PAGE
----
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Reply To: Rocking New Year’s Eve,” with Professor Mark C.E. Peterson”

#74572

Thanks Stephen,

As always, good to be back!

I’m beginning to think that the worse the puns become, the more likely it is that we’re on the right track…. but let’s leave that to the Jungians out there. :^)

I think your musing here makes a lot of sense… or is the beginning of it.  One of the most fascinating things to me about playing around with mythological symbol and discourse is the process of making it make sense to us… these are relational narratives so we have to figure out what they’re relating us *to*, whether they’re doing it adequately, and whether whatever it is they’re relating us *to* even exists.  There are plenty of narratives that are meaningful to people and, yet, aren’t attached to anything.  That’s the danger of all narratives — and why “myth” is so often used as a synonym for “lie.”

My standard procedure over the years looks just like what you did here: stick to the details, assume for a minute that they ARE true, and then see where they go to determine whether we’re on to something or whether we’ve followed a false trail.  I especially liked your following young Zeus into the caves, hidden and nurtured by Mother Nature (here as Gaia) as preparation for confronting a dangerous and unresolved past.  In the most mundane, and weirdly powerful, sense there’s nothing like a good long walk in the woods (or the jungle of city concrete) to help put one’s past in perspective.  And yep, spending some time percolating (soaking? exploring? fermenting?) in the cave of the unconscious is a sure fire way to sublimate the demons still chasing us.  Maybe once you’ve done that you’re ready to make the past upchuck a future that doesn’t belong to it?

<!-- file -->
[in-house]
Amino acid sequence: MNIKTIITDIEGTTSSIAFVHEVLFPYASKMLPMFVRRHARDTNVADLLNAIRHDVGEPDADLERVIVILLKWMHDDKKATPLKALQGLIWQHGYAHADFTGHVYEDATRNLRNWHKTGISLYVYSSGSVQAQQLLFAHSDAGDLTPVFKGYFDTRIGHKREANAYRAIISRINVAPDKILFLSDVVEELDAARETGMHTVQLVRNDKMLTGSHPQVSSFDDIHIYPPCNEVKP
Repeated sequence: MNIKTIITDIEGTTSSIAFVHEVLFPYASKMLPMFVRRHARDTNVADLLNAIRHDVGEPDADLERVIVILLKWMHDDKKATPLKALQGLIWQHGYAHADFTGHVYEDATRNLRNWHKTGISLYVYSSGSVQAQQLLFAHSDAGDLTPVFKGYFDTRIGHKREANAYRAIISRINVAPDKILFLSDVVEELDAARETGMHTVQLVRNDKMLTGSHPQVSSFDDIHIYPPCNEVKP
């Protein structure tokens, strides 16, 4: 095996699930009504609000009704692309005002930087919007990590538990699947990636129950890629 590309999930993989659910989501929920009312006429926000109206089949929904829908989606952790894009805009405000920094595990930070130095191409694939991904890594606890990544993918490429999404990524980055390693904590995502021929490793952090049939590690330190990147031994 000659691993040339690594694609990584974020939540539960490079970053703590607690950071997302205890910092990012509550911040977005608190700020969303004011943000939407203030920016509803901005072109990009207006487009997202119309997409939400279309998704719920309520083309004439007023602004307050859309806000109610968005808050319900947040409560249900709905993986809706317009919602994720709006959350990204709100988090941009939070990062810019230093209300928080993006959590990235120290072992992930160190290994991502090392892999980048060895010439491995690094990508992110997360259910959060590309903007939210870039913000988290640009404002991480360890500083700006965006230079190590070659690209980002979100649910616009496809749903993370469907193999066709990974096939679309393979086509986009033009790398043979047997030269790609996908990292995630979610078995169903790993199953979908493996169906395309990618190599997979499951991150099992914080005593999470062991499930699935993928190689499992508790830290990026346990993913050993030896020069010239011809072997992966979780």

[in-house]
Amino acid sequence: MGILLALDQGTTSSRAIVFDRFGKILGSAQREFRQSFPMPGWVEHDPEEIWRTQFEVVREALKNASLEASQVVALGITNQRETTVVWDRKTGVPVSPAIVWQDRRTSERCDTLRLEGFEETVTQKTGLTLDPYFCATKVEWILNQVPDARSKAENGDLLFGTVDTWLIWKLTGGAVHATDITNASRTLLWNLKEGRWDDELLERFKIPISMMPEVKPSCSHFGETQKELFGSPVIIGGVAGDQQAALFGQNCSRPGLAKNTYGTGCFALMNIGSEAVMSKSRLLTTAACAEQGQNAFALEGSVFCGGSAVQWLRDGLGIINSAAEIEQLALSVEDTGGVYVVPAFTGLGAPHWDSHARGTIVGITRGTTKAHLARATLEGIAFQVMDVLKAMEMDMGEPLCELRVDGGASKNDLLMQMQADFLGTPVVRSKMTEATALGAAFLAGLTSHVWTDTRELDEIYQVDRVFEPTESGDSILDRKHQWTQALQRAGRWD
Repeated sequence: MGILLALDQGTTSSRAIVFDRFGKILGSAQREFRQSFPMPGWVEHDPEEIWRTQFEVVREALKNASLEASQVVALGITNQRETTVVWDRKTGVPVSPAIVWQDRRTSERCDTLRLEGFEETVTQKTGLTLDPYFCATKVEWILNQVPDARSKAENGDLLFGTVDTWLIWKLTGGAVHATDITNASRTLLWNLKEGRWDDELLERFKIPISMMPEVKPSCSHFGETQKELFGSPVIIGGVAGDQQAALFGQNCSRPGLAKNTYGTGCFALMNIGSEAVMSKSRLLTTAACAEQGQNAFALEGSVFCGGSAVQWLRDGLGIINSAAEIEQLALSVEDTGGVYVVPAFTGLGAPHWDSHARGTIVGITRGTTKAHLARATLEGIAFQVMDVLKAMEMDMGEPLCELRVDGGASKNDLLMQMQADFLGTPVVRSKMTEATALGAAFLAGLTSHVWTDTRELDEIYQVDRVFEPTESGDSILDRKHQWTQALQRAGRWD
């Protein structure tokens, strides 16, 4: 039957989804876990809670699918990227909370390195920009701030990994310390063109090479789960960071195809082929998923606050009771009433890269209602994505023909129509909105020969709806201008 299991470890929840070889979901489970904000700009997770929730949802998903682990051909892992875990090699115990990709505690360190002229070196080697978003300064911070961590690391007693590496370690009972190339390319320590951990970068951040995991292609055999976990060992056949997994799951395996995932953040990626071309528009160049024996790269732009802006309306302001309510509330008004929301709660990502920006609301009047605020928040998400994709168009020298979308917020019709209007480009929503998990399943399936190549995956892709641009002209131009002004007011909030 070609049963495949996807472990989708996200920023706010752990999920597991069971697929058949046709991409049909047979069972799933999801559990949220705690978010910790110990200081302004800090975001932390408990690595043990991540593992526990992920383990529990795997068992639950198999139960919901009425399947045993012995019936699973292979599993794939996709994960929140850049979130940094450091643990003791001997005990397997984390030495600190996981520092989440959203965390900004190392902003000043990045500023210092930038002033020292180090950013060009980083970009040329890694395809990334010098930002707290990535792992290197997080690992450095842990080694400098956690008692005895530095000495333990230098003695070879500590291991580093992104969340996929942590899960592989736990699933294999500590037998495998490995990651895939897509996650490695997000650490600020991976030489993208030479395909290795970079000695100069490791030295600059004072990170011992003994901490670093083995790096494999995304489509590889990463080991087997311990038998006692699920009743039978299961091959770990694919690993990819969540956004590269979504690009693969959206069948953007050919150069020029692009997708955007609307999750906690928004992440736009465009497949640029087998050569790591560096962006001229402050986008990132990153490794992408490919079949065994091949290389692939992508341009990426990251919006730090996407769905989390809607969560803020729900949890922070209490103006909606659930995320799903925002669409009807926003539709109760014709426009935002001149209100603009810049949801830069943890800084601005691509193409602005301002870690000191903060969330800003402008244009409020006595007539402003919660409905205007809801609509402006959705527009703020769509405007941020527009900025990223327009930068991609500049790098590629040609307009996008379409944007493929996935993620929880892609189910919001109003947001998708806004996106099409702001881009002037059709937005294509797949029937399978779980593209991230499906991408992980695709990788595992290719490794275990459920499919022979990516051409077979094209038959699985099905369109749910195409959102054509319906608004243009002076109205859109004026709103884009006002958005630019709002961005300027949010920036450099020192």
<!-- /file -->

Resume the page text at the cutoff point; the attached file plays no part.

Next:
And now I’m remembering Satchel Paige’s famous aphorism: “Don’t look back. Something might be gaining on you.”  That always seemed like good sense, on the one hand, and a terrible idea on the other.

I also like that parallel between Chronus castrating his father, but Zeus only feeding him an emetic and then, after a stint in Tartarus, giving him the cushiest gig in the Greek afterlife.  That reminded me of Prince Five Weapons from Hero with 1000 Faces — who confronted the dangerous and lethal Sticky Haired Ogre, but then converted and gentled the ogre into a being worthy of receiving offerings.  That’s certainly one way to purge yourself of the animosities and resentments, left over from old wounds, that can poison our futures.  Hmmm.

There is one detail still tugging at the back of my brain.  It might be nothing but: substituting a stone “swaddled” or wrapped to look like a baby?  This still bothers me.  Chronus was nobody’s fool, but apparently mistook a ROCK for one of his kids … while eating them?

I guess he didn’t chew — which suggests that a failure to “ruminate” about your future sets you up for a future that bites back.

Hmm.  See what I mean about the puns?  ;^D

Maybe some of our friends and relations in COHO have some thoughts about these wrinkles in the story line!